Last week, the Paris offices of BeIN Sports were searched. Properties were searched in Greece, Italy, and Spain while Valcke was questioned in Switzerland.

Europa League preview: Arsenal in Serbia, Everton desperate vs. Lyon

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The twelve groups of the UEFA Europa League bring forth soccer on Thursday, with a bevy of matches dotting the continent.

[ MORE: Full Europa schedule ]

Here are the top five matches to keep an eye on.

Everton vs. Lyon — 3:05 p.m. ET

If you would’ve told Ronald Koeman his Toffees would walk into this match with just one point but sit only another behind Lyon, he’d probably tell you to take a hike. But Lyon drew 1-1 at Apollon Limassol and 1-1 at home to Atalanta, opening the door for Everton to finish the day in Group E’s top two slots.

Nabil Fekir and Real Madrid loanee Mariano Diaz have seven goals each for Lyon, while ex-Premier Leaguers Memphis Depay and Bertrand Traore are also key components of the French outfit’s attack.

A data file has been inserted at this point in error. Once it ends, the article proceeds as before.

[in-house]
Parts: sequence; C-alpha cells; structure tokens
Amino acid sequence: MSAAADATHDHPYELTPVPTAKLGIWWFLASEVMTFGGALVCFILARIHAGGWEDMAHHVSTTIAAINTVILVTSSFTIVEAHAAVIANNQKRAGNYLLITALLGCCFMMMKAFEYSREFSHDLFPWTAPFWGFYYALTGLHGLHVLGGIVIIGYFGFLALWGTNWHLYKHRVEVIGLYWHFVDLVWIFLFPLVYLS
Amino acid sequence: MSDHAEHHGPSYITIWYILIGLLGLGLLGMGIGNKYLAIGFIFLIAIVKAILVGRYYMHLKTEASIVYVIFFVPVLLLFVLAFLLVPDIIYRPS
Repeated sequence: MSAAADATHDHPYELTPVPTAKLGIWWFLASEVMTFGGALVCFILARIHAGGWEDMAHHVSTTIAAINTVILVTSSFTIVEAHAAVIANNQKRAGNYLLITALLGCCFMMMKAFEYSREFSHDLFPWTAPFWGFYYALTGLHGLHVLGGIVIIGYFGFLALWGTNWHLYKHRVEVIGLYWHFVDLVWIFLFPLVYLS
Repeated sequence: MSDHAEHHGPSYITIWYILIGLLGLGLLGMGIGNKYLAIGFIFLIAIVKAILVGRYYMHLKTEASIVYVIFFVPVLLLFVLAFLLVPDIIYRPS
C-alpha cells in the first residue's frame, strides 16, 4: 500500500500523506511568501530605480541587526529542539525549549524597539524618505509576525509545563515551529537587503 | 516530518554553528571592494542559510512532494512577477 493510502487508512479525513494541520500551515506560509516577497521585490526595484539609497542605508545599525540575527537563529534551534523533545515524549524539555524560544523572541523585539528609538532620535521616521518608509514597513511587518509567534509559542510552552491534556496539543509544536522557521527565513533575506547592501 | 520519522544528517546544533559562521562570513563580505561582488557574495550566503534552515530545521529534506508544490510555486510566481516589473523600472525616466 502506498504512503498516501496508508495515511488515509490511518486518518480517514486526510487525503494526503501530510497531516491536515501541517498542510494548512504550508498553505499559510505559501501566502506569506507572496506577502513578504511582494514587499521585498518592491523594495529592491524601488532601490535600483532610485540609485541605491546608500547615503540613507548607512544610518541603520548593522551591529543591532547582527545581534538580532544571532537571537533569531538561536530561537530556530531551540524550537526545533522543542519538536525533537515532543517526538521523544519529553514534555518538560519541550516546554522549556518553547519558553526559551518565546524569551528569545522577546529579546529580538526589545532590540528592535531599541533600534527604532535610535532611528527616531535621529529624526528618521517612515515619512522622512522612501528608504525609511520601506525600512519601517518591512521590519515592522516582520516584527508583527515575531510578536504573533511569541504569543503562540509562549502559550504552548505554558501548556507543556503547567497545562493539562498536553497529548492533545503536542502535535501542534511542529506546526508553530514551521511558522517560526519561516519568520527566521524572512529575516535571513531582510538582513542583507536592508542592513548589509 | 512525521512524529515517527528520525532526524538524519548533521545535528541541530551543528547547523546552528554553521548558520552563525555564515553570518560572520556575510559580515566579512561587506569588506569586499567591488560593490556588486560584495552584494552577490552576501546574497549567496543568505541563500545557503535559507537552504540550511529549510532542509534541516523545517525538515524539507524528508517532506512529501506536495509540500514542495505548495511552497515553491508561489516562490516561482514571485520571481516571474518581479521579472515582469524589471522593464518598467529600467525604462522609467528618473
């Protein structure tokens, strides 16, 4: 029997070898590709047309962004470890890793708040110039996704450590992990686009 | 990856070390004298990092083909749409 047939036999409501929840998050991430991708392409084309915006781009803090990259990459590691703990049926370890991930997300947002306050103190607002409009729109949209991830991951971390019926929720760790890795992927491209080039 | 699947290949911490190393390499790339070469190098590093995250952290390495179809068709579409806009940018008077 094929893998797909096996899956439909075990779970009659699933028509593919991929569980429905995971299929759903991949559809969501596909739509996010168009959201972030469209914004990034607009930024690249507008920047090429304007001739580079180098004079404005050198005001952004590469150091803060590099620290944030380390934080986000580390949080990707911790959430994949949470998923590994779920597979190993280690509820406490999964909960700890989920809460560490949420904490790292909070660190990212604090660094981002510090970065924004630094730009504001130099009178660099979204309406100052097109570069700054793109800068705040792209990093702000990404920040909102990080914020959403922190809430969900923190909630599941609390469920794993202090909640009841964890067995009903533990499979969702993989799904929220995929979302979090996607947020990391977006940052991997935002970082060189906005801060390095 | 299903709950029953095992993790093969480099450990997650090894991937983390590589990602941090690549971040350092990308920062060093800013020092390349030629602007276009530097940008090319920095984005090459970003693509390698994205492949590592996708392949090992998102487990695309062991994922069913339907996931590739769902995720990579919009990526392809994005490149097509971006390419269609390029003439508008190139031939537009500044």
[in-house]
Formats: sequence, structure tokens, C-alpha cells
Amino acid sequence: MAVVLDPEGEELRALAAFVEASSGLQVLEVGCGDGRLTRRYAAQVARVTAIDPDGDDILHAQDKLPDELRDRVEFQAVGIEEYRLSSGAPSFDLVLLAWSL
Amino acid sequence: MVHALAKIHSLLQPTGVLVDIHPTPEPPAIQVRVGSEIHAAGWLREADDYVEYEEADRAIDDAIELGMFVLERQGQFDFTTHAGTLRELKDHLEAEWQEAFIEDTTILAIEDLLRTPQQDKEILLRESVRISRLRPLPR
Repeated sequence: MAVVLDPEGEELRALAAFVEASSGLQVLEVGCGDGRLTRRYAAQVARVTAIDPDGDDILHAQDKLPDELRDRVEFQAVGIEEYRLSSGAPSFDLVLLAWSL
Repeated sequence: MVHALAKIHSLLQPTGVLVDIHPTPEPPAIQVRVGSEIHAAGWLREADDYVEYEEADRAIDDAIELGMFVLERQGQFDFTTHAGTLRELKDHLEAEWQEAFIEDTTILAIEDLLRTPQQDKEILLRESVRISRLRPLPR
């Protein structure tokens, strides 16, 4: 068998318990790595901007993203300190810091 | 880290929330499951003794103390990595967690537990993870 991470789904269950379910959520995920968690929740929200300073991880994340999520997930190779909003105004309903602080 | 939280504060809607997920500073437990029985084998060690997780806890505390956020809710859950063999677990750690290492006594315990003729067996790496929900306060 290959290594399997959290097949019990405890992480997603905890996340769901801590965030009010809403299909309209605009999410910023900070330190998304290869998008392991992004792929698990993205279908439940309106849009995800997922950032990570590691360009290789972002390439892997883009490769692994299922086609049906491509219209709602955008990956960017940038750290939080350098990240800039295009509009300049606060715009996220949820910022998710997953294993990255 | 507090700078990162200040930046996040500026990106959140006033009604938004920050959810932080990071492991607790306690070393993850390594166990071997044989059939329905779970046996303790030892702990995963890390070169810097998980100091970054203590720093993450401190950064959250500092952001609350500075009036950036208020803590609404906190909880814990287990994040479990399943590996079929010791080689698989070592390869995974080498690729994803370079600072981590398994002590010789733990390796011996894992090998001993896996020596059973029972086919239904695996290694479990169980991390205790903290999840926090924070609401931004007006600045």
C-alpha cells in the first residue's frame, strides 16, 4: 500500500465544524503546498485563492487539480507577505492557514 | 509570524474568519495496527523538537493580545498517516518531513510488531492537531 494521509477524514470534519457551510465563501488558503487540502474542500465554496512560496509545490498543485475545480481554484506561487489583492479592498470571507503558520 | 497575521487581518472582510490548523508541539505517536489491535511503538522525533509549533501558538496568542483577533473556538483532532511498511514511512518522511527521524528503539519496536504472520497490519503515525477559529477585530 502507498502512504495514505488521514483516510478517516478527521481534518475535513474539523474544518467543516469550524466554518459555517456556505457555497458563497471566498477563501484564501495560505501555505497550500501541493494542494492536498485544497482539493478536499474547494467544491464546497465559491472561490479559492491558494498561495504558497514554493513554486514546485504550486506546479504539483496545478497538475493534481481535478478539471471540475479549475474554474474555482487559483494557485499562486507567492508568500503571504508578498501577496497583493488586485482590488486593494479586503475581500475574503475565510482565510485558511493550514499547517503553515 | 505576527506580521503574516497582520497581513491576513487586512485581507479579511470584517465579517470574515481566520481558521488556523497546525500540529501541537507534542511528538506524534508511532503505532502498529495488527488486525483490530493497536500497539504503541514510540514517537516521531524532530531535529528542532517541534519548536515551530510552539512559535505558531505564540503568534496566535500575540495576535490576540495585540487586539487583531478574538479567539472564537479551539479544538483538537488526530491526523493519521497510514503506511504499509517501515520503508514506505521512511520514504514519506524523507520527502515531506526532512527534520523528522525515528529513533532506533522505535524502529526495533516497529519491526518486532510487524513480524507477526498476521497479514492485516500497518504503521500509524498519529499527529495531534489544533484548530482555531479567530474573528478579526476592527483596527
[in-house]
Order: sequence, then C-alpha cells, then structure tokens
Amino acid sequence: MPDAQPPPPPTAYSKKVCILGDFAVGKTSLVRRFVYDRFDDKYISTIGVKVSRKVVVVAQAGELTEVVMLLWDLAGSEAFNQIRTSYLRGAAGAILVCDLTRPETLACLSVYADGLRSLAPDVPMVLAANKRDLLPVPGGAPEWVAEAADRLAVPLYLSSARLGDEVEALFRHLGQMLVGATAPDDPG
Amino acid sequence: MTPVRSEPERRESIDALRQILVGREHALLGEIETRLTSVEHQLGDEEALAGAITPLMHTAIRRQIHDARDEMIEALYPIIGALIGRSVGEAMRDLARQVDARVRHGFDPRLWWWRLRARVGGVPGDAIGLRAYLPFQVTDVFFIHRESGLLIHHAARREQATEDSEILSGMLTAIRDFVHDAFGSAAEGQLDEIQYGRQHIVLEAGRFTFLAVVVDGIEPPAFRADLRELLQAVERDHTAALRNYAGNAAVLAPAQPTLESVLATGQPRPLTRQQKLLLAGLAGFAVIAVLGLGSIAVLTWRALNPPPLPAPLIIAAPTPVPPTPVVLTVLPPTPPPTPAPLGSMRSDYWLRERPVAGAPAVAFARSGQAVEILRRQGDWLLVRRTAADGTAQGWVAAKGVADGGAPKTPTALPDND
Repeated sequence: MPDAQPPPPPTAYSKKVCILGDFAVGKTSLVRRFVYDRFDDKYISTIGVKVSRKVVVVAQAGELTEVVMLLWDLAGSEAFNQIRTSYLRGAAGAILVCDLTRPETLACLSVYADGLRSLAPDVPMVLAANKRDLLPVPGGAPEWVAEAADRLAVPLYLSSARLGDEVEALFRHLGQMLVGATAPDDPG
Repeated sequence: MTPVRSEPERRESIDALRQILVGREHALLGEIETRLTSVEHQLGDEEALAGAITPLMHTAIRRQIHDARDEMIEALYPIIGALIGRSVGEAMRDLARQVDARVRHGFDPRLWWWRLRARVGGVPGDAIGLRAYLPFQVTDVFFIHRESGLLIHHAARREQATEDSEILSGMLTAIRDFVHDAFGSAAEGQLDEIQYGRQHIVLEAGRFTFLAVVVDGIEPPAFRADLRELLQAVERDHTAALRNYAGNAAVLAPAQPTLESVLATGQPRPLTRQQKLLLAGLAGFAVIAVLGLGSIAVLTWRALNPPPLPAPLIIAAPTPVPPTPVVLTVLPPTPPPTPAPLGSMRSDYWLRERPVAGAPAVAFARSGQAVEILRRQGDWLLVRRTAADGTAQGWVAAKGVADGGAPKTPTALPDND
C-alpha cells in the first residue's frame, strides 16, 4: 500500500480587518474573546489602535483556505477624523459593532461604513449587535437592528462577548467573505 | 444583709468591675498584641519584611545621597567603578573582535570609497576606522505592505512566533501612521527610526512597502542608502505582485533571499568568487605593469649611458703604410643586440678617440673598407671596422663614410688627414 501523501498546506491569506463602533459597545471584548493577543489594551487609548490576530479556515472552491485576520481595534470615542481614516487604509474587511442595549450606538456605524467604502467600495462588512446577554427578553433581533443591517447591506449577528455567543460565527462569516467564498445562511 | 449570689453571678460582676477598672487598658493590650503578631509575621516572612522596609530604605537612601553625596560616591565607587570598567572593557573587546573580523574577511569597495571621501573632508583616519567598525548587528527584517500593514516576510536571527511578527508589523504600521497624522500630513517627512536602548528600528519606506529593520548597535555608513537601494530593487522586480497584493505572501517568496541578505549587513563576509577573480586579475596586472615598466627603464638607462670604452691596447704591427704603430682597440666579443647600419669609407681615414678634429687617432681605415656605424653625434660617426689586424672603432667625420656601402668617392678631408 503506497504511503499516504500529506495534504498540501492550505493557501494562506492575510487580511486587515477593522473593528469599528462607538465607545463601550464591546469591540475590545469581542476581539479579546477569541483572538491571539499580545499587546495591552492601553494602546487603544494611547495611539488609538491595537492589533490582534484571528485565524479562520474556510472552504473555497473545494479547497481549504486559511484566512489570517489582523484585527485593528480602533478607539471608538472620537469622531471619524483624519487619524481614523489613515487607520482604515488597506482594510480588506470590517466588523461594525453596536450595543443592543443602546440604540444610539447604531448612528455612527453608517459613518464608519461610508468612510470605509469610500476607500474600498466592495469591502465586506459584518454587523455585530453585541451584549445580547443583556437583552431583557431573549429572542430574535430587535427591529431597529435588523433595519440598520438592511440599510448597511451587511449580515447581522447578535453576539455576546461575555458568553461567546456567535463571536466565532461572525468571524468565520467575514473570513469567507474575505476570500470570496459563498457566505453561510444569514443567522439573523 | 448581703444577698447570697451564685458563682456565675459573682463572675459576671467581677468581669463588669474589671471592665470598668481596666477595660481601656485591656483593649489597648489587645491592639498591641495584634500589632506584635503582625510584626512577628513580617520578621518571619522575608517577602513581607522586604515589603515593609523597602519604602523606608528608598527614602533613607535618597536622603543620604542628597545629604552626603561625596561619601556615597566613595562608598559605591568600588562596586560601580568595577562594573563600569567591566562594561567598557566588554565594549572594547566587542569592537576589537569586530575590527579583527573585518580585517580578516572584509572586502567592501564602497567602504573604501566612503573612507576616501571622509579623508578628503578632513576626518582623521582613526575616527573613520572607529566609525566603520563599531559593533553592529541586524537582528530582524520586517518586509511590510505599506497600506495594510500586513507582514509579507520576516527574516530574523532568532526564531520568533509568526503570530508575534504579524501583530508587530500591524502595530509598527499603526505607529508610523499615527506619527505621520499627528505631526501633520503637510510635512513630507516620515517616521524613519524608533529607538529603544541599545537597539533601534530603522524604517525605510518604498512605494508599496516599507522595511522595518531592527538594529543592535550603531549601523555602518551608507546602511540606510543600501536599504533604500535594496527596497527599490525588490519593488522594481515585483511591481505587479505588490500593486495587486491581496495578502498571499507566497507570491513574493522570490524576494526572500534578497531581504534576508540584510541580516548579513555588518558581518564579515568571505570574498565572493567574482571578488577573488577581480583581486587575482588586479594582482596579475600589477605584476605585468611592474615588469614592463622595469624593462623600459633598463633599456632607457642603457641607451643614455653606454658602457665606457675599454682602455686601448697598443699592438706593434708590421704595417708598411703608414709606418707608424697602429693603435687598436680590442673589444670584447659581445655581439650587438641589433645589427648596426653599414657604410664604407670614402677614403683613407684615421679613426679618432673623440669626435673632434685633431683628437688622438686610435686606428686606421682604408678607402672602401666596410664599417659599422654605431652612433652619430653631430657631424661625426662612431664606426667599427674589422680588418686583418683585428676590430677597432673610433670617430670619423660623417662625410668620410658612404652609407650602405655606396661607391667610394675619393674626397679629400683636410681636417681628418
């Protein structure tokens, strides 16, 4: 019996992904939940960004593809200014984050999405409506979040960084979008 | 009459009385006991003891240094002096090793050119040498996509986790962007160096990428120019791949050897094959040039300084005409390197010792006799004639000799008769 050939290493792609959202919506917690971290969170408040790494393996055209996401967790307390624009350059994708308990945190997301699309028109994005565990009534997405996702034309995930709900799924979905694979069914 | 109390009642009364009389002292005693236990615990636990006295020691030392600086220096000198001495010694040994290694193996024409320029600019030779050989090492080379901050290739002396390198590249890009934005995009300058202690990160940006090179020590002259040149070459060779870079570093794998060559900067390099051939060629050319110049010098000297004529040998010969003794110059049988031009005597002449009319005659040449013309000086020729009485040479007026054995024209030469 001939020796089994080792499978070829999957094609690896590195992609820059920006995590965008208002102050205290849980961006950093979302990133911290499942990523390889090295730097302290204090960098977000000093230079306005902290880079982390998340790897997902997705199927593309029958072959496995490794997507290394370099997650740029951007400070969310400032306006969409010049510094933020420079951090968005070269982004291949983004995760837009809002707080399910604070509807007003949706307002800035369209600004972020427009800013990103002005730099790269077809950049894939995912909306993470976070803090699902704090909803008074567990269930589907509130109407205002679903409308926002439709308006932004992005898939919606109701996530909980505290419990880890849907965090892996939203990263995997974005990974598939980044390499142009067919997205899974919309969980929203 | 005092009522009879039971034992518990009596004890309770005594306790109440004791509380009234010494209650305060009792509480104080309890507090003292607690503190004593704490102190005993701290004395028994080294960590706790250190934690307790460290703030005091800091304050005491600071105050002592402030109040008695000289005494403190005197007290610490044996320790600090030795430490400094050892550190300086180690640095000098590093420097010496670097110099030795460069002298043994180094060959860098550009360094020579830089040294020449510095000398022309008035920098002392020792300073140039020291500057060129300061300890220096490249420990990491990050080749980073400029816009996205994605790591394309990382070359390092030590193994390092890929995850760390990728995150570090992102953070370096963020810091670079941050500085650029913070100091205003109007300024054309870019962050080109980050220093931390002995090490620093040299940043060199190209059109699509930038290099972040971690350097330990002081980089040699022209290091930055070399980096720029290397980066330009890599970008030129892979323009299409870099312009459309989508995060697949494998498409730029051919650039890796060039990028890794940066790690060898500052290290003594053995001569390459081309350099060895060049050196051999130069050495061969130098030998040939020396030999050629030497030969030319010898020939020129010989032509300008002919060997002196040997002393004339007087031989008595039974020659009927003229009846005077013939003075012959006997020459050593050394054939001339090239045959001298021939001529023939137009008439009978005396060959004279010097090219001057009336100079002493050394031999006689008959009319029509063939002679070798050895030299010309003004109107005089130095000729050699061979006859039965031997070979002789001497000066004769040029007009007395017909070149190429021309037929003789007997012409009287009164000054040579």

Red Star Belgrade vs. Arsenal — 1 p.m. ET

Arsenal in Europa has been pretty thrilling, with 3-1 and 4-2 wins under Arsene Wenger‘s belt ahead of the first of two with the 1991 European Cup winners. It’s a nice challenge for Canadian national team backstop Milan Borjan, who should be the man to try to thwart the Gunners in Serbia.

Hoffenheim vs. Istanbul Basaksehir — 3:05 p.m. ET

The favorites to win the group are dead last in the group as they welcome the perceived group underdogs from Turkey. The Super Lig runners-up have some familiar names on the roster with Emmanuel Adebayor, Gael Clichy, Eljero Elia, Mevlut Erdinc, Gokhan Inler, Aurelien Chedjou, and Emre Belozoglu.